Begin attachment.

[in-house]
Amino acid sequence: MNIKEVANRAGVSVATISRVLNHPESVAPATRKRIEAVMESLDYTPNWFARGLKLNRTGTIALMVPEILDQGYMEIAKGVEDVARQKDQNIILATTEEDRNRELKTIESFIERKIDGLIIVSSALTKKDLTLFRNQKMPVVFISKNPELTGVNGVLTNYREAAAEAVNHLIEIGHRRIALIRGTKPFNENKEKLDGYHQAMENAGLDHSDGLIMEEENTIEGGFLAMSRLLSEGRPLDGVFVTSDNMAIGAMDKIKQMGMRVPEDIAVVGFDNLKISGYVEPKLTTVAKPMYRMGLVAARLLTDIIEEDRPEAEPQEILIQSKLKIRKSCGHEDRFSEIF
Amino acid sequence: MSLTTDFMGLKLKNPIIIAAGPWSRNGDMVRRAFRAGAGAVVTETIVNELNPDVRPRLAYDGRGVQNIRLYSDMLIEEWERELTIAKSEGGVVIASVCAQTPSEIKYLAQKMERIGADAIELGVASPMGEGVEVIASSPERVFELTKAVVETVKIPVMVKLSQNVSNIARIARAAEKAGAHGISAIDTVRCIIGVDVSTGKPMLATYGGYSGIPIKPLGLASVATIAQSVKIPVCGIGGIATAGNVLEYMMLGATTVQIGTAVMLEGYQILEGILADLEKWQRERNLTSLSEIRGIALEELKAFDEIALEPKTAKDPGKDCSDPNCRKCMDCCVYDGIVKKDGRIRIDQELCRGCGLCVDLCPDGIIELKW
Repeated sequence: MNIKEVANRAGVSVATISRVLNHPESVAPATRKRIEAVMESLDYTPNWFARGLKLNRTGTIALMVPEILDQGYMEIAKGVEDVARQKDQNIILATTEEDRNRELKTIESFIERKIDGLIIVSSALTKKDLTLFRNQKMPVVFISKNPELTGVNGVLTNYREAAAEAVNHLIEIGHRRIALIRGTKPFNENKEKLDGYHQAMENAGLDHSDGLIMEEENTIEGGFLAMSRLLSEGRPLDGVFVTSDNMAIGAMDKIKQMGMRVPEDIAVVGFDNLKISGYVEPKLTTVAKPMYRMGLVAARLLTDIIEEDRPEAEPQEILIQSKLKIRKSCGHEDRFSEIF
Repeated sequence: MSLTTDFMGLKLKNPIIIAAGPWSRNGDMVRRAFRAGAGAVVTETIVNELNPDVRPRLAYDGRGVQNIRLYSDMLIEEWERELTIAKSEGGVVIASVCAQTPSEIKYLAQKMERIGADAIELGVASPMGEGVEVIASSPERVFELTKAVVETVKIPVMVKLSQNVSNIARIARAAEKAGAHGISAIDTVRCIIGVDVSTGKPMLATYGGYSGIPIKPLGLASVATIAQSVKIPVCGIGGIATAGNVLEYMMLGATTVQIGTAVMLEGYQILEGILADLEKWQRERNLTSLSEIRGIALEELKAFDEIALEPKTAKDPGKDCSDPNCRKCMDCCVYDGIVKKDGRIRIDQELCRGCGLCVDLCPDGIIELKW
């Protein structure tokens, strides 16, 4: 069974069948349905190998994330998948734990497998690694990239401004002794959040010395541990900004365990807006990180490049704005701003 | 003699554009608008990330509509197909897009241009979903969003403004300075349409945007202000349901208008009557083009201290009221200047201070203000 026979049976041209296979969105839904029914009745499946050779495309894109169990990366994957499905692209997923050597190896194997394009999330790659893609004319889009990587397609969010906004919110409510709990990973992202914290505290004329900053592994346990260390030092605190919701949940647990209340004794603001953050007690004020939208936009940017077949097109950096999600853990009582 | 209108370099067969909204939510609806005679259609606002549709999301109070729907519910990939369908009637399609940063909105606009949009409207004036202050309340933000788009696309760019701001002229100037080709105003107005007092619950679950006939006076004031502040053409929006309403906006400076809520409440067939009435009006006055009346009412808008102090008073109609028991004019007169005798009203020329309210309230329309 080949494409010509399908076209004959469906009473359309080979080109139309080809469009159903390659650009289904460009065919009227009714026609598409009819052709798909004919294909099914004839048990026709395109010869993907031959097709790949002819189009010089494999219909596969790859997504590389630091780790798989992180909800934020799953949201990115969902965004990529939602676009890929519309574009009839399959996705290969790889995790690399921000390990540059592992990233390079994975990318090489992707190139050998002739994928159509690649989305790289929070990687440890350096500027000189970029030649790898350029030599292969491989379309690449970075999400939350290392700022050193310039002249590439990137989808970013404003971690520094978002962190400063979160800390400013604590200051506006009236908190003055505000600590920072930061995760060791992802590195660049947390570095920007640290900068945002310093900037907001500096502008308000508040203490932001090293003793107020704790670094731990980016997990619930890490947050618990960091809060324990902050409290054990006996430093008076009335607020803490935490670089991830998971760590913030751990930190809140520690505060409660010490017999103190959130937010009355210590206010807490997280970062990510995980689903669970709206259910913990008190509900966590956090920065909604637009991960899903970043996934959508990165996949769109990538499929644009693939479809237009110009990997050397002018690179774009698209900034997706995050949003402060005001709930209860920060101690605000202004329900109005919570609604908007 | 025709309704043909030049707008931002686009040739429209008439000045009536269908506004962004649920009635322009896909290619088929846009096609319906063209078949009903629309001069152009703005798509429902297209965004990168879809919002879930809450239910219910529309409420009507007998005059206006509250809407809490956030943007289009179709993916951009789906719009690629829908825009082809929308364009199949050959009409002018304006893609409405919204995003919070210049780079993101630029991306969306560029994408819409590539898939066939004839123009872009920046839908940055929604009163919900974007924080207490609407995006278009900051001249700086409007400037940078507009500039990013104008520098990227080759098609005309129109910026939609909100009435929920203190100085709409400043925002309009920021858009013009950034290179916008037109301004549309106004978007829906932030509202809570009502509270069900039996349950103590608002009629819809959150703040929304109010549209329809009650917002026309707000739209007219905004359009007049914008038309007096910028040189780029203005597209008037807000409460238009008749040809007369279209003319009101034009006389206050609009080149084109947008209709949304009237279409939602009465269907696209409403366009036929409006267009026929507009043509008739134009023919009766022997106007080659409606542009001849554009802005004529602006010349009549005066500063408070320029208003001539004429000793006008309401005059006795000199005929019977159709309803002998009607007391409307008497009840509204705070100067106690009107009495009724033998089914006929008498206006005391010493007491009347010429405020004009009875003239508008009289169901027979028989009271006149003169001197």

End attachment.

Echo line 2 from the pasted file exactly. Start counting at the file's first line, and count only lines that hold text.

Amino acid sequence: MNIKEVANRAGVSVATISRVLNHPESVAPATRKRIEAVMESLDYTPNWFARGLKLNRTGTIALMVPEILDQGYMEIAKGVEDVARQKDQNIILATTEEDRNRELKTIESFIERKIDGLIIVSSALTKKDLTLFRNQKMPVVFISKNPELTGVNGVLTNYREAAAEAVNHLIEIGHRRIALIRGTKPFNENKEKLDGYHQAMENAGLDHSDGLIMEEENTIEGGFLAMSRLLSEGRPLDGVFVTSDNMAIGAMDKIKQMGMRVPEDIAVVGFDNLKISGYVEPKLTTVAKPMYRMGLVAARLLTDIIEEDRPEAEPQEILIQSKLKIRKSCGHEDRFSEIF